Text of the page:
The next tab (Logon/Security) is where we can setup our requirement for SSL (HTTPS) and that we are wanting to use Basic Authentication. This is also where we choose the user name and password to use for the Basic Authentication. Notice that when you choose Basic Authentication combined with SSL the SSL Client Certificate Detail Drop Down forces in the value for SSL Client (Anonymous). You can not override this value. Remember this Client Certificate because it becomes very important later on.
The final tab (Special Options) allows you set Compression, Timeout and Cookie options. Now I suggest the following settings for HTTP Settings (compression). We turned on compression initially. However we were unable to call the WebService through the ABAP proxy using Compression. We received an error that the first character of the HTML stream contained an unknown Hex Value. Turning off compression quickly corrected this error. I’m not sure if you should be able to use compression or not. Perhaps this is just a bug either in .Net or in our WebAS 640 SP10 system.
RFC Setup – Special Options
We thought it would be a good idea to test our RFC HTTP connection from SM59 before we even try to test our WebService itself. Unfortunately we immediately received an error message. The details from the ICM log were as follows:
Now I had to clip the right edge of the screen to get an image that conformed to the SDN limits. Don’t worry though, you aren’t missing much. A few hours of reading documents on SDN, the Service Marketplace, and through the Internet (gotta love Google) lead us to better understand the nature of SSL Client calls out of the ABAP WebAS. This is the way I understand it: In order to establish a Secure HTTP communication with a foreign system, SAP must verify the other party’s server certificate. To do this SAP must have access to the Certificate for the Trusted Root Authority that signed the foreign Server certificate. This Certificate must then be associated to the profile used during Anonymous SSL (even though no actual client certificate from the WebAS is required). Remember that certificate setting from the RFC setup that I told you not to forget? This is where it comes into play.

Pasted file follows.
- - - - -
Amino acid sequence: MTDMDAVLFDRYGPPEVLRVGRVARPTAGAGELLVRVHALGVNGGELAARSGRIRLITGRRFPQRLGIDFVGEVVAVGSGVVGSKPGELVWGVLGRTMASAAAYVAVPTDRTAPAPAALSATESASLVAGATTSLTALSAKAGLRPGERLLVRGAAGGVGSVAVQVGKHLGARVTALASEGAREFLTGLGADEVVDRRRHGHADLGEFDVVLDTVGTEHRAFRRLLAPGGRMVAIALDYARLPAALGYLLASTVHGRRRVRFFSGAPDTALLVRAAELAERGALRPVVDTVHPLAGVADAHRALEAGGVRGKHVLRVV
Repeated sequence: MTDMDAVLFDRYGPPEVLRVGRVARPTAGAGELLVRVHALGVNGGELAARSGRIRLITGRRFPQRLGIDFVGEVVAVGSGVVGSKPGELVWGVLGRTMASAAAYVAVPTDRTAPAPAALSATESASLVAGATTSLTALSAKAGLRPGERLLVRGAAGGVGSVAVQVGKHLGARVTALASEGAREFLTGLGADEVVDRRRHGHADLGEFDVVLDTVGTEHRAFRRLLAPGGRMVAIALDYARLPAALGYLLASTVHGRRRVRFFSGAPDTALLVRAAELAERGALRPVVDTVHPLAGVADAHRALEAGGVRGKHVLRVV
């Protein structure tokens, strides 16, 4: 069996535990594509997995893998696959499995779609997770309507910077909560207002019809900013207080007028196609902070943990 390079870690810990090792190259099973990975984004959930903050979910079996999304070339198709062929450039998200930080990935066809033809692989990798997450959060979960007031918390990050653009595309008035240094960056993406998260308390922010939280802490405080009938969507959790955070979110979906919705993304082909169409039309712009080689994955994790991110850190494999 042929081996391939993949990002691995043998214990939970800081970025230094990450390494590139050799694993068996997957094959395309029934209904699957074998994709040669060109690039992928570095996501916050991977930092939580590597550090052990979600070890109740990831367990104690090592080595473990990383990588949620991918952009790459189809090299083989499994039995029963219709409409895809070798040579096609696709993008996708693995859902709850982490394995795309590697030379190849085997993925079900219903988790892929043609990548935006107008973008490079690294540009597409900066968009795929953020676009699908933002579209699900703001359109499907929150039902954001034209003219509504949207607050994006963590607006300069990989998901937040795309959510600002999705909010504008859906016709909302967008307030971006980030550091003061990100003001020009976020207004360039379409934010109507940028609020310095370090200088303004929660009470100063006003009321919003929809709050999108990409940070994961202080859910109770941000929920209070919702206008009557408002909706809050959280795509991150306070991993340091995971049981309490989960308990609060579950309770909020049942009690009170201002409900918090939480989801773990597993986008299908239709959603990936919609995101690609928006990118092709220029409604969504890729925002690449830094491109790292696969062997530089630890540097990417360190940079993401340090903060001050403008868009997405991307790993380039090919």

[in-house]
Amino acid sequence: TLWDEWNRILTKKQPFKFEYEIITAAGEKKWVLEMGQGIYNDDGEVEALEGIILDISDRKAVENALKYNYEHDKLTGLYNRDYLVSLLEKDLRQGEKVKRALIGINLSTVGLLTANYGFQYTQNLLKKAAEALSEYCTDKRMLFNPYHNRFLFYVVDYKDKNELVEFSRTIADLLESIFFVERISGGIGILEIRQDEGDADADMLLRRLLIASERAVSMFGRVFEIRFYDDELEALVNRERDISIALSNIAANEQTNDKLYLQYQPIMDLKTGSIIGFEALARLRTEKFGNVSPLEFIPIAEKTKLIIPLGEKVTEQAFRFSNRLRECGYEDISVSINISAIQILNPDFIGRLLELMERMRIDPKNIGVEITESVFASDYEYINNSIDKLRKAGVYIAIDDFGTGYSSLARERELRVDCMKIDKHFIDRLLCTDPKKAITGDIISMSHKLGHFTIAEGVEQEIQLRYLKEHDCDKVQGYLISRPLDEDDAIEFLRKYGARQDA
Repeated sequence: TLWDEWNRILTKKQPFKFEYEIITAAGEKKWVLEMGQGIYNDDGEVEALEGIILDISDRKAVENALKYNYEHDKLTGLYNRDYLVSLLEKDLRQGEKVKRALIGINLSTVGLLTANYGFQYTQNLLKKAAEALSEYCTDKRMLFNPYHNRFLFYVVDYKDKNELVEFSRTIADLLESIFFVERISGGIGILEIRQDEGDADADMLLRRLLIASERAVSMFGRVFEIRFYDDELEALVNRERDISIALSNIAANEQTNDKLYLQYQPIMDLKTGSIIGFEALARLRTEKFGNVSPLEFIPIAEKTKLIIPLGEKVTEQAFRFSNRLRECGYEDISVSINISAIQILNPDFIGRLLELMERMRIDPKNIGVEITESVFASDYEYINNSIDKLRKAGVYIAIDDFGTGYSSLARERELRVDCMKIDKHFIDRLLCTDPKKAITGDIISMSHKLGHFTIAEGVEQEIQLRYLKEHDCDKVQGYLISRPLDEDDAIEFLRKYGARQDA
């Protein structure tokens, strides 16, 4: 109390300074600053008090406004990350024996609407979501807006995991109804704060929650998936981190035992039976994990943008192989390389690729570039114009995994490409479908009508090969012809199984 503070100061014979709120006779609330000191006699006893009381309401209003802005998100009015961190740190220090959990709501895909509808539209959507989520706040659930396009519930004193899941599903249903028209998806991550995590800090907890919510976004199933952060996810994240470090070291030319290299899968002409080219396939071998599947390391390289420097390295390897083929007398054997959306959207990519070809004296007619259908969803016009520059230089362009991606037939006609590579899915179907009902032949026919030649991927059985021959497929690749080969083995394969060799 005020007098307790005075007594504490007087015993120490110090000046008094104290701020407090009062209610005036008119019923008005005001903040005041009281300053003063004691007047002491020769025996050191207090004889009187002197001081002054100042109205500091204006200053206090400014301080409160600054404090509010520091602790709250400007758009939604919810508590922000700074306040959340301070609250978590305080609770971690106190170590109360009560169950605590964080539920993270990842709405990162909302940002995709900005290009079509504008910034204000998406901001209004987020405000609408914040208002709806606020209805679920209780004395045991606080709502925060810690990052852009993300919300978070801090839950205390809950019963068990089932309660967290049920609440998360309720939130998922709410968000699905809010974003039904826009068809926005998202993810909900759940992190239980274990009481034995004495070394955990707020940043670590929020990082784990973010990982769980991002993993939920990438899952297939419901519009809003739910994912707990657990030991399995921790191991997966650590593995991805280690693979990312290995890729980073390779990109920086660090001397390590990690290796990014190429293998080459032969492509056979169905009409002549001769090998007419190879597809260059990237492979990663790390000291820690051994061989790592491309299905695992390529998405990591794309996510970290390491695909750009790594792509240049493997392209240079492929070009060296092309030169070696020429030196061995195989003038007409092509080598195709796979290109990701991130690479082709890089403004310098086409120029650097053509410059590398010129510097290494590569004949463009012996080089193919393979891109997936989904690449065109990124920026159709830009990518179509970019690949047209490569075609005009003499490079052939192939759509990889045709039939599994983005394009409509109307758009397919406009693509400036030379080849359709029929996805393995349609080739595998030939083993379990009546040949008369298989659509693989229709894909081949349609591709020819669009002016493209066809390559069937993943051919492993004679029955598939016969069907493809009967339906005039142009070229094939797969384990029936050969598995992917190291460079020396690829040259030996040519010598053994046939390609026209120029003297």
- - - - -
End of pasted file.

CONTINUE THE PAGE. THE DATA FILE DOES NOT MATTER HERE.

We will start off by getting our Trusted Root Certificate. Remember that I said early we have our own certificate server (which is fairly common these days as I understand). Therefore I know that my browser (IE) has this certificate in it as well. From Tools->Internet Options->Content Tab->Certificates->Trusted Root Certification Authorities Tab, I can access and download the certificate that I need.
Now I would like to tell you that after uploading the certificate, the RFC destination connected just fine and we left work early that day to head over to the local watering hole. Unfortunately that was not the case. The connection continued to fail with the same error message. In fact we spent another 4 hours playing with settings, reading, and retrying without any luck. Well past sundown I finally stumbled across an OSS note I wish I had found hours ago. It was OSS Note 510007. It had detailed instructions on how to setup SSL on the SAP WebAS. However it was the very last line of this Note that was so important:
Bear in mind that the changes made in the trust manager will only take effect after you restart the application server or at least the ICM (transaction SMICM, Administration -> ICMAN -> Exit Soft).
Sure enough, we restarted the ICM and everything started working just fine. I would have never guessed that I needed to restart the ICM just to add a certificate!
Hopefully I have been able to share another small piece of the very large WebServices puzzle. And maybe if you read this weblog, you might be able to avoid the very frustrating afternoon that we experienced trying to setup the SSL connection.